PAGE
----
Fitness and Exercise Reduced by Smart Phones | Exercise Blog

Date: 07/30/2013    Written by: Beth Levine

Smart Phone Use and Inactivity

Fitness and exercise reduced by smart phones

In recent years, cell phones have joined the pantheon of items most of us can't live without. Televisions, cars, washing machines, and so many more modern conveniences are things we have come to depend on to make life easier and more enjoyable.  Now, smart phones have become part of that trend, especially for young people.  The thought of having accidentally left your cell phone at home sends most people into a major panic.  But according to new research, smart phones may turn out to have a substantial downside: the more you use them, the less fitness and exercise you may engage in.

The study, which was conducted at Kent State University in Ohio, showed that high volume smart phone users tend to have lower fitness levels than their peers who don't use their phones as often.1  The subjects were more than 300 college students residing in the Midwest.  Each participant was asked questions about the frequency of their cell phone usage--not just for calls or texts, but for emailing, game playing, watching television, reading, and so on.  They were also asked about their regular physical activities.  It was hardly shocking that the researchers found the volunteers who logged the most time on their smart phones tended to be considerably less active when compared to their counterparts who spent the least time using their phones.

The key here is that the differences in the amounts of time the students devoted to their phone usage were enormous. Some of the subjects were practically attached to their phones, using them an astounding 14 hours a day. This is double what studies found just three years ago.  Presumably they were multitasking while on the phone (as rude as that is to their companions), but even still, that only leaves 10 hours for sleeping, showering and other hygienic pursuits, classes, studying, dating, and whatever else college students are busy with nowadays.  These frequent users reported spending many hours using their phones to view movies, advance themselves in video games, peruse statuses on Facebook, and tweet away.  Clearly, it leaves little to no time for exercise for the majority of them.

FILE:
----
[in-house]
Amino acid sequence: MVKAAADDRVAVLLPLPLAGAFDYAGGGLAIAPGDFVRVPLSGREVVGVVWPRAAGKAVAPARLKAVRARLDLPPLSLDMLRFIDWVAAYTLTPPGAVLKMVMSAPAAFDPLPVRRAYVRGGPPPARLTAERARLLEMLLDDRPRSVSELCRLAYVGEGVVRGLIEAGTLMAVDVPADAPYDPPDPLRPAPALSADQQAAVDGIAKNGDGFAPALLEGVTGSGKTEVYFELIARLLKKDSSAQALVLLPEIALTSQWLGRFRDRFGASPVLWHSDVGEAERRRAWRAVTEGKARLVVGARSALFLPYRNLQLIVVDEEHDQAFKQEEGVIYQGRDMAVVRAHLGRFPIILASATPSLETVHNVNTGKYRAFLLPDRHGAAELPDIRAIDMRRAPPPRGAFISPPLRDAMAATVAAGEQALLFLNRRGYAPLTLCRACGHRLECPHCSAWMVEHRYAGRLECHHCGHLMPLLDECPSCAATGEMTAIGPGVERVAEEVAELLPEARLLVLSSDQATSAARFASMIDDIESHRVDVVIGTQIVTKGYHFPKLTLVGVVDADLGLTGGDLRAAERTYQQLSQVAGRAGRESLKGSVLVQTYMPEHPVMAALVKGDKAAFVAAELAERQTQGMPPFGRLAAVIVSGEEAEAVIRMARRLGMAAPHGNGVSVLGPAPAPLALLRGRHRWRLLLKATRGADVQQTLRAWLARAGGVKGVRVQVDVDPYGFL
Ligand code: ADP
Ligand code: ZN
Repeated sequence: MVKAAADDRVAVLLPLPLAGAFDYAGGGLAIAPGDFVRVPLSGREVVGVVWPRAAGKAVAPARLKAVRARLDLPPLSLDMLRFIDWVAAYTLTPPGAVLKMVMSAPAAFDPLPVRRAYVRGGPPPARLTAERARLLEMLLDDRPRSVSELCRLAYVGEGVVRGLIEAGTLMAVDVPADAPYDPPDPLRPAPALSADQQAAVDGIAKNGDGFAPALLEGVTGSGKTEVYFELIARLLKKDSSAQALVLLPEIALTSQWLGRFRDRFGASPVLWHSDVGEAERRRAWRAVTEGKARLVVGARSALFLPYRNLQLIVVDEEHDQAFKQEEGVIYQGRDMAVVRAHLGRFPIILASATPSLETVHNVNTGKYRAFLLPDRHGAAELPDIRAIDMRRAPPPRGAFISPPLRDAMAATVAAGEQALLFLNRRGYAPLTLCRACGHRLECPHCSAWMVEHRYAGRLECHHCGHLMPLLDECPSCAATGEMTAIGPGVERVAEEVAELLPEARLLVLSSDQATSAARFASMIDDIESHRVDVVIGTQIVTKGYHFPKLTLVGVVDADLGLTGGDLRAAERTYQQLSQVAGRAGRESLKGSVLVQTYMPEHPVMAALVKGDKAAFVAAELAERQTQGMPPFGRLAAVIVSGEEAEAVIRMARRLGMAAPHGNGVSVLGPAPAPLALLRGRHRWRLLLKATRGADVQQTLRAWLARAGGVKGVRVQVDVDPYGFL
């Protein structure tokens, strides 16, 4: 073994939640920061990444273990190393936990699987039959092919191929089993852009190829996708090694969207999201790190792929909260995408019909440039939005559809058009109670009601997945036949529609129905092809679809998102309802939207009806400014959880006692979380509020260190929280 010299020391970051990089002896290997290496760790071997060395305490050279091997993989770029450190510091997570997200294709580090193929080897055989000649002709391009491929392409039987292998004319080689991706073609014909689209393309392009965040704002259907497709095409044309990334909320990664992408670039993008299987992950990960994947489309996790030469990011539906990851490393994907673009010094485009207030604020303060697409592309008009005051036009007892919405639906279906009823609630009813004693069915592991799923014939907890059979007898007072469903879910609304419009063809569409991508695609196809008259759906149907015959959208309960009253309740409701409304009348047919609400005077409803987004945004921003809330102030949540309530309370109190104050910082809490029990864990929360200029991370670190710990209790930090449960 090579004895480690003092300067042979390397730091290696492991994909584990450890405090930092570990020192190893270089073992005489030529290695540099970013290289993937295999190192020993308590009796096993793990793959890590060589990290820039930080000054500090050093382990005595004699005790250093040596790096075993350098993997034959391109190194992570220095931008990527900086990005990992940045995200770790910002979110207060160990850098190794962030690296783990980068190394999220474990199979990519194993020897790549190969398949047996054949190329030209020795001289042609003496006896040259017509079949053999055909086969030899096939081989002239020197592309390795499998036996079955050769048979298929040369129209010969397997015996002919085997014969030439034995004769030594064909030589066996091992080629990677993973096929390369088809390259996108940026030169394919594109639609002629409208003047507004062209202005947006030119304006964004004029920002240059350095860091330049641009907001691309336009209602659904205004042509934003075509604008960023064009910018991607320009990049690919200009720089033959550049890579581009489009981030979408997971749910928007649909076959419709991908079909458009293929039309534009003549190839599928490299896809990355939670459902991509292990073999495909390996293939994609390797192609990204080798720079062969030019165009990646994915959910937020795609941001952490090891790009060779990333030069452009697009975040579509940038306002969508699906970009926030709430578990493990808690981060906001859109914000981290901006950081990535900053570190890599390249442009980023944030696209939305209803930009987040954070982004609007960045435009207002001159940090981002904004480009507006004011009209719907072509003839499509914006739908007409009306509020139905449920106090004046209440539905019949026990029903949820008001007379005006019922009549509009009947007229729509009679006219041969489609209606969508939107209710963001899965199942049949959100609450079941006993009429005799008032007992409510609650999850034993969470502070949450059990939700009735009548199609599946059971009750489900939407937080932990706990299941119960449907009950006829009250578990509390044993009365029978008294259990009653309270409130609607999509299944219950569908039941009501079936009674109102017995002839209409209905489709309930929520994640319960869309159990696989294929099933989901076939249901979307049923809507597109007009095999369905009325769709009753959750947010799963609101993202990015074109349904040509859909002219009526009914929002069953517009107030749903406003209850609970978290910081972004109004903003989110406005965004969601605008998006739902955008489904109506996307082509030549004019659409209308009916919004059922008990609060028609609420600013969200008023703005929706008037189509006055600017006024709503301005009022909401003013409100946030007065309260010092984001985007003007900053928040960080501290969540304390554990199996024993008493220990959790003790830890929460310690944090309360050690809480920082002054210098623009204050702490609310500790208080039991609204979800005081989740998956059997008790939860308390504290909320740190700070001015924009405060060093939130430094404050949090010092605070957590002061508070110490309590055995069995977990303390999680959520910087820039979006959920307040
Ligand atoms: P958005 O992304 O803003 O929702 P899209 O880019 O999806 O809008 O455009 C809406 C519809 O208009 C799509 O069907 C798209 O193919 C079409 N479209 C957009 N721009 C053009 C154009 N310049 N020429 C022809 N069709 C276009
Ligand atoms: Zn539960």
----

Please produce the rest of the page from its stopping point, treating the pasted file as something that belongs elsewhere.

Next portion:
But it becomes somewhat of a chicken or egg conundrum to determine whether the phone is promoting this sedentary lifestyle or the subjects are on the phone so much because they are not interested in moving their bodies or doing much of anything else.  Having a smart phone probably does worsen the problem for technology addicts because it makes it so easy to remain perpetually plugged in without isolating yourself.  For instance, pre-smart phones, if you wanted to watch movies all day or sit at the computer, that meant that you had to stay home alone or with a few like-minded individuals.  Now, however, your ability to maintain contact on the phone and be watching, playing, updating, and the like has become totally portable and can be done in class, waiting in line, while eating a meal…essentially during any activity except sleeping. And we won't even talk about how many people sleep with their smart phones turned on beside them.

In contrast, the students who reported the least smart phone usage--which was still hardly negligible at an average of slightly more than 90 minutes per day--set aside more time in their days to work out.  Some of them even reported that their phones provided a bit of motivation toward fitness.  These subjects would use their phones to keep in touch with similarly active friends.  So a smart phone isn't all bad if you are using it to meet up with a pal for a bike ride, check the class schedule at the gym, find out the forecast to come prepared for a hike, or use an app that will help you keep track of the calories you are burning.  But choose your apps wisely.  A 2012 study at Brigham Young University in Provo, Utah, found that the majority of apps lack the customization that can provide a worthwhile, helpful fitness program.2

The bottom line is that we can blame technology all we want for our lack of activity, but it really just makes for one more convenient excuse.  If we don't want to end up overweight and unhealthy, it's essential to start exercising every single day to achieve natural weight loss…even if it means disconnecting from technology for an hour or two.  Which is probably not such a bad idea anyway, considering there is still no definitive answer on how the electromagnetic radiation emitted by cell phones affects our brains.

  • 1. Hamilton, Michelle. "Frequent smart phone use linked to poor fitness." NBC News. 15 July 2013. Accessed 22 July 2013. http://www.nbcnews.com/health/frequent-smart-phone-use-linked-poor-fitness-6C10642276
  • 2. Cowan, Logan T.; et al. "Apps of Steel: Are Exercise Apps Providing Consumers With Realistic Expectations?" Health Education & Behavior. 17 September 2012. Accessed 23 July 2013. http://heb.sagepub.com/content/early/2012/09/17/1090198112452126.abstract

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Comments

  •  
    Submitted by mperry48 on
    August 21, 2013 - 9:35am

    My smartphone actually increased my activity level by allowing me to "show off" my long bike rides online via GPS tracking and uploading apps, as well as providing music for the trips. The smartphone is my camera, video recorder, compass, calculator, and occasionally, I even make calls with it. As with all tools, I guess it just depends on how they're used. If the slackers among us didn't have smartphones, I suspect they would find something else to keep themselves happily inactive.

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